European Studies

What students have learned from “feeling” gained from local experiences

January 4, 2019

European Studies is an overseas study program where students visit various parts of Europe and directly experience culture in the local areas and also see the problems that exist there firsthand. The aim is to nurture the qualities needed in global leaders.

This year, students visited international organizations and historical sites in Poland, the Netherlands, and Switzerland from 4th-13th of January, 2019.


18 students from 9th grade to 11th grade participated this time.
After an 11hour flight from Haneda Airport, the students arrived in the first stop, Krakow, which is the oldest city in Poland. The students were greeted by a local guide and learned simple Polish greetings.


The next day, the tour started.
First of all, the students visited the Auschwitz-Birkenau State Museum and Oskar Schindler’s Enamel Factory and learned about the persecution of the Jews in Nazi Germany.


At the Auschwitz-Birkenau State Museum, the students went around two concentration camps with the guidance of Mr. Tsuyoshi Nakatani, the first and only foreign official guide at the museum

The students listened to the stories of Auschwitz. In doing so, they learned how history is presented in Europe and also, how to face Japanese history. Students learned about the tragic history and it caused them to think deeply about the circumstances of what happened.


At the Schindler enamel factory, which was the setting of the movie “Schindler’s List”, the students saw the factory where German businessman Oskar Schindler hid Jews from the massacre by hiring them as employees.
The students could really understand the events that took place under the Nazi occupation.


On the next day, the students moved from Poland to the Netherlands and visited the International Residual Mechanism for the Criminal Court (IRMCT).
The students listened to commentaries in English from the staff, and they visited facilities such as the criminal court which prosecuted crimes from the former Yugoslavia and Rwanda. They also learned about human rights problems in conflict areas.


In the Netherlands, the students also visited the Mauritshuys Museum and the Amsterdam National Art Gallery.
While listening to a wide range of lectures, on topics such as the basics of viewing art in regard to composition, knowledge of arrangement of works inside the hall, and knowledge of the historical background of the work. The students enjoyed the masterpieces of the Dutch Masters such as Rembrandt and Vermeer.


In addition, the students learned about the experiences of the Jewish people and their culture at the Jewish History Museum.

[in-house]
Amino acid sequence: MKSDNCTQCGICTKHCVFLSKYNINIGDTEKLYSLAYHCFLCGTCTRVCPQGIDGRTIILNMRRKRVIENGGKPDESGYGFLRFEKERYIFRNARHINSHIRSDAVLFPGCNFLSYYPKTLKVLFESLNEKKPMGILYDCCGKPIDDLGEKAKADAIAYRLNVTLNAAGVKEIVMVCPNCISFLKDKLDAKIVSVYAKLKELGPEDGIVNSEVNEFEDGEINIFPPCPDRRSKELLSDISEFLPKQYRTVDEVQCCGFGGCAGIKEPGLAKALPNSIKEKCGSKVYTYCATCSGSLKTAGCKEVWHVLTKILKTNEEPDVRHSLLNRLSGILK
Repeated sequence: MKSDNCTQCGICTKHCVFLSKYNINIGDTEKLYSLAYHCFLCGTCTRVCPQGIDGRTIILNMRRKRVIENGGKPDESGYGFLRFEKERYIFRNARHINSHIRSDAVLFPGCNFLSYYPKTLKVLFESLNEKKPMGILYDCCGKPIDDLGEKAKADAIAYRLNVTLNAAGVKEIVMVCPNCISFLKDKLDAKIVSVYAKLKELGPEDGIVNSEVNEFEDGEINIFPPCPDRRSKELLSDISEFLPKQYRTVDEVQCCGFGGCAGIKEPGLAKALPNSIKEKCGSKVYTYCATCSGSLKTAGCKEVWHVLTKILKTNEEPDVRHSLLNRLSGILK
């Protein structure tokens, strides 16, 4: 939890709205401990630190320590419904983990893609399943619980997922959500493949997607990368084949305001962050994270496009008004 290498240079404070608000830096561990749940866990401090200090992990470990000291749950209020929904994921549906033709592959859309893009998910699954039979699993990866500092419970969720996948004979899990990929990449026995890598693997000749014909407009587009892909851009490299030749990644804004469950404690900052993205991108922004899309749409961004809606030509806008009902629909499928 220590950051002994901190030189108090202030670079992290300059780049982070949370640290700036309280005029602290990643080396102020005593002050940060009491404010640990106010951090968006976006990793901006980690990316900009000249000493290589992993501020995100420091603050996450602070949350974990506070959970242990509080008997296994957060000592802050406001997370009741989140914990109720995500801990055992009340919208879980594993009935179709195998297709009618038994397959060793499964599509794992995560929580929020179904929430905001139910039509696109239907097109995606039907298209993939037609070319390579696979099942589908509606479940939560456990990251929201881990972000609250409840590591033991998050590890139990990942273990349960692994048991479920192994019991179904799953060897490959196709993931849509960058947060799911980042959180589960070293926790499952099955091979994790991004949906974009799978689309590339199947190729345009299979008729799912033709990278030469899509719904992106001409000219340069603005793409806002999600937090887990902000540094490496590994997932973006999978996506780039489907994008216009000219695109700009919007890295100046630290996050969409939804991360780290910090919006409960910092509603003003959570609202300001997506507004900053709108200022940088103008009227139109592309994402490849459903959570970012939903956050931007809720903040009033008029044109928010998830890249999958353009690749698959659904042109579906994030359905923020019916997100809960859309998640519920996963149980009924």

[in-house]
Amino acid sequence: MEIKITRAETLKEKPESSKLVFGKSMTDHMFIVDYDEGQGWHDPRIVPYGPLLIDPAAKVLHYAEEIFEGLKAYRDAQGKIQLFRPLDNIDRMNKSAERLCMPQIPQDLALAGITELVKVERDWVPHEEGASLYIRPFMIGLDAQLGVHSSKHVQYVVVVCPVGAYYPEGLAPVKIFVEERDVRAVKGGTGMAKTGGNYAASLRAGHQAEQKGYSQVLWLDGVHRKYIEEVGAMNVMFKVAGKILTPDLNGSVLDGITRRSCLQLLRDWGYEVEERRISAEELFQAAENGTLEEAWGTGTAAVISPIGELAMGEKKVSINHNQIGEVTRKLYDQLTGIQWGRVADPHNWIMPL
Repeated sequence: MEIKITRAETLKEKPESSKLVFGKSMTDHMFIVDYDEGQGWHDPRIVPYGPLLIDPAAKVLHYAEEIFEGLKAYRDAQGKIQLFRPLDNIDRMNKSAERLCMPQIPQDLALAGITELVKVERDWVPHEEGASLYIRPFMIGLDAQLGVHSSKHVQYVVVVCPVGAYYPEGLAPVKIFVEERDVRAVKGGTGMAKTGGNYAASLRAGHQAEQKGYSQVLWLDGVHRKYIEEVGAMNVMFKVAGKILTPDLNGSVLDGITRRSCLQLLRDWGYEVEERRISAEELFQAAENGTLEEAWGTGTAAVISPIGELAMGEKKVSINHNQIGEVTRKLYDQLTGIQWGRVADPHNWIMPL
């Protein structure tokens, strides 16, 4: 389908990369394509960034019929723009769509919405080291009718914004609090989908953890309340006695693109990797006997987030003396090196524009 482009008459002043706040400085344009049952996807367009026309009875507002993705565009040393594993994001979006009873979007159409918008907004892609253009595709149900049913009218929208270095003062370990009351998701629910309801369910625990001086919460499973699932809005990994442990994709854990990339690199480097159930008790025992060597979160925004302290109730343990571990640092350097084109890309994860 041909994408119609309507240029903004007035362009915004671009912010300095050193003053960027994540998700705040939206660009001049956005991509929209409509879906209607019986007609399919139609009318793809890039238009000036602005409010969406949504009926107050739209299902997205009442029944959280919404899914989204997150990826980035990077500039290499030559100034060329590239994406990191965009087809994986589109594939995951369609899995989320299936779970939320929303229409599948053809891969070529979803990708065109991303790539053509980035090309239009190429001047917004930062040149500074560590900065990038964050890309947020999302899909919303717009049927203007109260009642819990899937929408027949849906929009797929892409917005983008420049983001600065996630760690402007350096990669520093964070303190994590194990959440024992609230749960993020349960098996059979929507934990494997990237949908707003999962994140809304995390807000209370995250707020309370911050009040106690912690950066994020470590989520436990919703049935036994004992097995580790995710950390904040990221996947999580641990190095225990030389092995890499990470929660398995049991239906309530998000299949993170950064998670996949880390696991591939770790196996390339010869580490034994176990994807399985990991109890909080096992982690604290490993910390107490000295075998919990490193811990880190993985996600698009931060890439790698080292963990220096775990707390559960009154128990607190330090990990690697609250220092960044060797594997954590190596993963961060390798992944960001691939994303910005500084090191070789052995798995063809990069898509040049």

At the house of Anne Frank, a place symbolizing the persecution of the Jews, the students experienced “the importance of living fully even if deprived of freedom.”
In this way, what the students felt while experiencing real places could be taken in more powerfully than simply reading about the events in books.


The last spot on the tour was Switzerland. The students visited four international organizations in Geneva over two days.

On the first day in Switzerland, they visited the Office of the United Nations High Commissioner for Human Rights (OHCHR), the Office of the United Nations High Commissioner for Refugees (UNHCR) and the International Labour Organization (ILO).
They talked with the Japanese staff about the actual problems dealt with by each institution, the roles / missions undertaken to solve the problems, the qualities needed to work in a global environment, and so on.
Listening to stories from people who are personally working overseas to solve challenging problems was an exciting experience that reached beyond what they would usually get in Japan.



The staff members took questions from the students and provided a lot of additional context and detail the story by addressing those points. These lectures helped students to deepen their understanding of international organizations.
The students were a little unfamiliar with the style of back and forth but it was a good opportunity for them to address issues they had questions about.


On the second day, at the International Red Cross Headquarters, the staff of the International Red Cross (ICRC) and Red Crescent Society (ICFC) explained the history of the organization and the activities it takes part in.

While visiting the museums on the premises, the students learned even more about the story of the International Red Cross.




On the last day in Europe, the students went sightseeing in the old city and enjoyed seeing places such as St. Pierre Cathedral.
They took a commemorative photo at the airport and ended the ten-day European studies tour.


On this trip the students were able to deepen their knowledge by experiencing many things first hand. They left with a lot of new ideas and were more focused on the future and what careers may await them.